First Generation College Student Dayna Buitron of Caldwell Earns Top Scholarship

Dayna Buitron (also an Idaho INBRE Fellow) knows the inner workings of fruit orchards and agriculture fields of southern Idaho.

She knows them from the ground up, and in Spanish.

Now, the University of Idaho microbiology student is learning about the inner workings of single-celled yeast and the toxins they produce to kill other fungi. The research has helped her earn the Goldwater Scholarship, one of the nation’s most prestigious science scholarships for undergraduates.

Ever since she was a young girl, Buitron accompanied her parents, immigrants who are from the Mexican state of Michoacán and speak little English, to the orchards around Caldwell where she and her family tended to fruit and vegetables. It’s where she learned about planting, pollination, germination, budding and fertilization.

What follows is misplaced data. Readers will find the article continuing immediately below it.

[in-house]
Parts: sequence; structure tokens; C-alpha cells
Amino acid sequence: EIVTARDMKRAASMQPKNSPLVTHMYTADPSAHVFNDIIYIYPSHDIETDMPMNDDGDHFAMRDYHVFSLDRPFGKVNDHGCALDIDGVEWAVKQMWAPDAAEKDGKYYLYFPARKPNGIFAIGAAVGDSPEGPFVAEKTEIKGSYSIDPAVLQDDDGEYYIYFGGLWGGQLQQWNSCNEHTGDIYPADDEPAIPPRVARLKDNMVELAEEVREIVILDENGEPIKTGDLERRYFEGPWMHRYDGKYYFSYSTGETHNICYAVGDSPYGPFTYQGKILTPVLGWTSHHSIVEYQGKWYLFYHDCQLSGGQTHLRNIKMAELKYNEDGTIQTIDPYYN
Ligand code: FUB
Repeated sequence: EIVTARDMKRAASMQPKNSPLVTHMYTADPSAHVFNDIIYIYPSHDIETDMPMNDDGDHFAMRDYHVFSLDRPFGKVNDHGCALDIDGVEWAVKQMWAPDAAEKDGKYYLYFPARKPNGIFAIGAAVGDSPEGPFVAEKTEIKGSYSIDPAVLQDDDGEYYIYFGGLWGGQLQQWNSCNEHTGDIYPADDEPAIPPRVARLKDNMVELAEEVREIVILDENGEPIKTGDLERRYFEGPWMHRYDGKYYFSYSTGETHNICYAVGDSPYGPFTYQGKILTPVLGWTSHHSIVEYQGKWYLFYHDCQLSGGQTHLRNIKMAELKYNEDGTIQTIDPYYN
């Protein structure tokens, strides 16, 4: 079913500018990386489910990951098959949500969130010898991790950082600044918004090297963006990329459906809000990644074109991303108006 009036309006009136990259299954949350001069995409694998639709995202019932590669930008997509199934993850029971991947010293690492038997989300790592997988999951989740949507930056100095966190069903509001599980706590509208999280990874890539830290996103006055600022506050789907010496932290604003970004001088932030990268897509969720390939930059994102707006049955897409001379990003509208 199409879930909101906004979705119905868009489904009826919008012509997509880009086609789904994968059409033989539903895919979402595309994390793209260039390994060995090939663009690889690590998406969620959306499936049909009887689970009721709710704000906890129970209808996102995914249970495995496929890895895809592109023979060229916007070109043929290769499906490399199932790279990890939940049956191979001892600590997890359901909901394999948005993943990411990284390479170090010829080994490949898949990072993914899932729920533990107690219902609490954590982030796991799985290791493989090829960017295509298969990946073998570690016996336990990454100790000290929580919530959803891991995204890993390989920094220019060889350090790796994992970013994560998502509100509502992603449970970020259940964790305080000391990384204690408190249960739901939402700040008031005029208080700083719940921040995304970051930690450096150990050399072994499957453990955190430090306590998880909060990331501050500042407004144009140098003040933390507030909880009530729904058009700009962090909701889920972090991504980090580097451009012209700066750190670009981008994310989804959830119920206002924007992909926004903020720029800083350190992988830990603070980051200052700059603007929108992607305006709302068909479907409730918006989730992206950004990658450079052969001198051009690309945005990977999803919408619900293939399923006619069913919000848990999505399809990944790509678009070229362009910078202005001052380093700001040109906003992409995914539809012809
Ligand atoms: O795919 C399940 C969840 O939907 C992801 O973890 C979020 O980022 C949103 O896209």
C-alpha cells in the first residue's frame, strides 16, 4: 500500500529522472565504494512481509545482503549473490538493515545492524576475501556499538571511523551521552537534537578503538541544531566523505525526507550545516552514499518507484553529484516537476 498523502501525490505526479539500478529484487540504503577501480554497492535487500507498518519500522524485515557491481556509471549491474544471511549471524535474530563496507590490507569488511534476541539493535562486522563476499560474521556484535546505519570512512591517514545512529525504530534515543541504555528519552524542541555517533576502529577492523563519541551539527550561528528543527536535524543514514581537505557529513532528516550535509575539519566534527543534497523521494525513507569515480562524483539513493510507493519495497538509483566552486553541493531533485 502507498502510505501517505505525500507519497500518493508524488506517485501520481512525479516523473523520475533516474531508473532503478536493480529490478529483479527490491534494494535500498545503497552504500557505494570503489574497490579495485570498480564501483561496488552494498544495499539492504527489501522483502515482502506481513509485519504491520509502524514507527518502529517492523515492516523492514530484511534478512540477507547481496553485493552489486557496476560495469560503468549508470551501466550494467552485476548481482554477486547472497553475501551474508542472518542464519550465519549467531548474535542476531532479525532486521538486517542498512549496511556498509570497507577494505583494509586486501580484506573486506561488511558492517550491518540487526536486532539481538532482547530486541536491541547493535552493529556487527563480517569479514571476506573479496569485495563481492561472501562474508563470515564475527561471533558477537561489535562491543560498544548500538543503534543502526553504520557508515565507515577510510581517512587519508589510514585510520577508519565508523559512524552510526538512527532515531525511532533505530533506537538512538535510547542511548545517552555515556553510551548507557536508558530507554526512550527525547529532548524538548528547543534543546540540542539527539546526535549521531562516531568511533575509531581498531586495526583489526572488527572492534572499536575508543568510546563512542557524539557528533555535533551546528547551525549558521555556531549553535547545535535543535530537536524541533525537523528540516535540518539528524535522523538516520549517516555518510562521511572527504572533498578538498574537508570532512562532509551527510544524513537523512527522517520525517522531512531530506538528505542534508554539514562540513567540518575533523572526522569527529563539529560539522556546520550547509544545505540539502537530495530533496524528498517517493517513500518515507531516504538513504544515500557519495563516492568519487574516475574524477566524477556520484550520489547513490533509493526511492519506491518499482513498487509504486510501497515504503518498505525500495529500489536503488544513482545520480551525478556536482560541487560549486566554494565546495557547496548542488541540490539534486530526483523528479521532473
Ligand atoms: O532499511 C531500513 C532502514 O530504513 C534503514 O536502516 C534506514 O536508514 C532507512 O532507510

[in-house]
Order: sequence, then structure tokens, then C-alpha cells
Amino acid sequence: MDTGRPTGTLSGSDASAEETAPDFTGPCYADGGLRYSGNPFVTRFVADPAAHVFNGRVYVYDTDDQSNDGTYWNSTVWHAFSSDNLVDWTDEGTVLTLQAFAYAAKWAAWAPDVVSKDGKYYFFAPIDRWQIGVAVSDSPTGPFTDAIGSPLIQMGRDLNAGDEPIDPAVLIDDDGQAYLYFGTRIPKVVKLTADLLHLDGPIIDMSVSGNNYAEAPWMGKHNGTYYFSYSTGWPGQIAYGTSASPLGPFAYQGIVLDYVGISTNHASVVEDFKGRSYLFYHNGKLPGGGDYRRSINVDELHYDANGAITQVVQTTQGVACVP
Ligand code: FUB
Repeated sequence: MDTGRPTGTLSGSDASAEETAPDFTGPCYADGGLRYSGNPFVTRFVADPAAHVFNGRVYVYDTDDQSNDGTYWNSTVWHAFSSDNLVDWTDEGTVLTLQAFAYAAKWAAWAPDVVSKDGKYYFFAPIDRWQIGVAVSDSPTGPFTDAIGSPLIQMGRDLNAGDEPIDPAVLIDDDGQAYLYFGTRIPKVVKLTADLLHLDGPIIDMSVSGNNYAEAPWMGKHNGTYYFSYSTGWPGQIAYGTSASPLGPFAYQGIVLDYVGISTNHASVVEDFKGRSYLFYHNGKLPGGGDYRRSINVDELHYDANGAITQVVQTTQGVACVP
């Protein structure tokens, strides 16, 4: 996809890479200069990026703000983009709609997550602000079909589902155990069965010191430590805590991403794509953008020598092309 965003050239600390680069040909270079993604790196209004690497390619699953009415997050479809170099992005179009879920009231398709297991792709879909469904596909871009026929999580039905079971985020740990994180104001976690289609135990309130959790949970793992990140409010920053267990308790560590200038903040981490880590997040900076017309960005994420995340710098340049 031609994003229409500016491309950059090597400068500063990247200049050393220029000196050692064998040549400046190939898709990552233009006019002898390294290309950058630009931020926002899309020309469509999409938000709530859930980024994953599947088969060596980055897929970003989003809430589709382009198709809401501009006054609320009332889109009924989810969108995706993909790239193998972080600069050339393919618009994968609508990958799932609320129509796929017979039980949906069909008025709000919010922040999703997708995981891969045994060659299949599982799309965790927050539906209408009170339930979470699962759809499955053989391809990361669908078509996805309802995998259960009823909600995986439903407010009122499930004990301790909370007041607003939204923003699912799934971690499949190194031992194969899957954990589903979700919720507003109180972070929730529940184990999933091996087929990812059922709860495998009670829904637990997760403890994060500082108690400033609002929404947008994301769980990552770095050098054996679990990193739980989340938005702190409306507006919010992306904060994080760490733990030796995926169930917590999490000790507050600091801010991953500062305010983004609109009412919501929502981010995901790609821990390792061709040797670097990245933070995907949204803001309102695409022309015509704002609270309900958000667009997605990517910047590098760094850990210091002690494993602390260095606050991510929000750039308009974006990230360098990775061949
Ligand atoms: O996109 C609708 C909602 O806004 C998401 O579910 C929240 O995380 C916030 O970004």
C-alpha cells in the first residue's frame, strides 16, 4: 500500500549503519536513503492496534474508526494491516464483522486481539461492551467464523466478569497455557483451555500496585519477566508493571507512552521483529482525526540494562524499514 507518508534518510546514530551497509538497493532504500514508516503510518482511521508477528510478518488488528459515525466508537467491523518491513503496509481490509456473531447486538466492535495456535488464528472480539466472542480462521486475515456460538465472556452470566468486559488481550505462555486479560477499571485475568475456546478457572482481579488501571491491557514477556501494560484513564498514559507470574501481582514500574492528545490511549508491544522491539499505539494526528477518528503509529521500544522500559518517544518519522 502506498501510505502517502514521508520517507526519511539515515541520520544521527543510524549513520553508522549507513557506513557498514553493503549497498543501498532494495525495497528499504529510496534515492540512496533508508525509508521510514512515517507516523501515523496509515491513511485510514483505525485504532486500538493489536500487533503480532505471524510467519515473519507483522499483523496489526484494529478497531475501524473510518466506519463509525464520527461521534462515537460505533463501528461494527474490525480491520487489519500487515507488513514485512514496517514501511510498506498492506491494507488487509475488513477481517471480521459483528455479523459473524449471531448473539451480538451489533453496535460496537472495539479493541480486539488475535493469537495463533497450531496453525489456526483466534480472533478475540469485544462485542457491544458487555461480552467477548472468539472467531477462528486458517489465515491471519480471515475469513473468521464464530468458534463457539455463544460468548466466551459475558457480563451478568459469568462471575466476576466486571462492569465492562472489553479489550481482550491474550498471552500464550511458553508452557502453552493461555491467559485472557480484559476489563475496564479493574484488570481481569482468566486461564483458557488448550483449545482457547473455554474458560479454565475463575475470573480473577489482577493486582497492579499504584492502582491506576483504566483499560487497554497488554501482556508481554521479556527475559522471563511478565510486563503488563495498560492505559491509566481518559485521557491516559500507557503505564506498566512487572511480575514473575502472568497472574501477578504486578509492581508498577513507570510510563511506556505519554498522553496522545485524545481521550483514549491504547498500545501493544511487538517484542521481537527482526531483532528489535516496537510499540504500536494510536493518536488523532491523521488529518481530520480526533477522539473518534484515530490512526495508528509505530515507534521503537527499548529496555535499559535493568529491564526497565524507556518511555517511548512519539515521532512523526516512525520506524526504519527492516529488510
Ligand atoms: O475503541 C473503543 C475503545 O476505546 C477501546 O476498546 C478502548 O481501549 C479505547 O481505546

“My parents couldn’t afford a babysitter, so they took my brother and me to the fields with them,” Buitron said. “My first job was picking cherries.”

It didn’t strike her until much later, after she had exhausted her high school’s AP, dual credit STEM, and liberal arts offerings, that she had grown up surrounded by a deep understanding of biological systems.

Although she couldn’t name them. At least not in English.

“Everyone in the fields spoke Spanish so it was difficult to make the translations,” Buitron said.

Her brother, five years older, earned an engineering degree from U of I, and Buitron is working toward a degree in microbiology as an honors program student researcher in the College of Science’s Rowley lab. It was this research for which she received the 2024 Barry Goldwater Scholarship.



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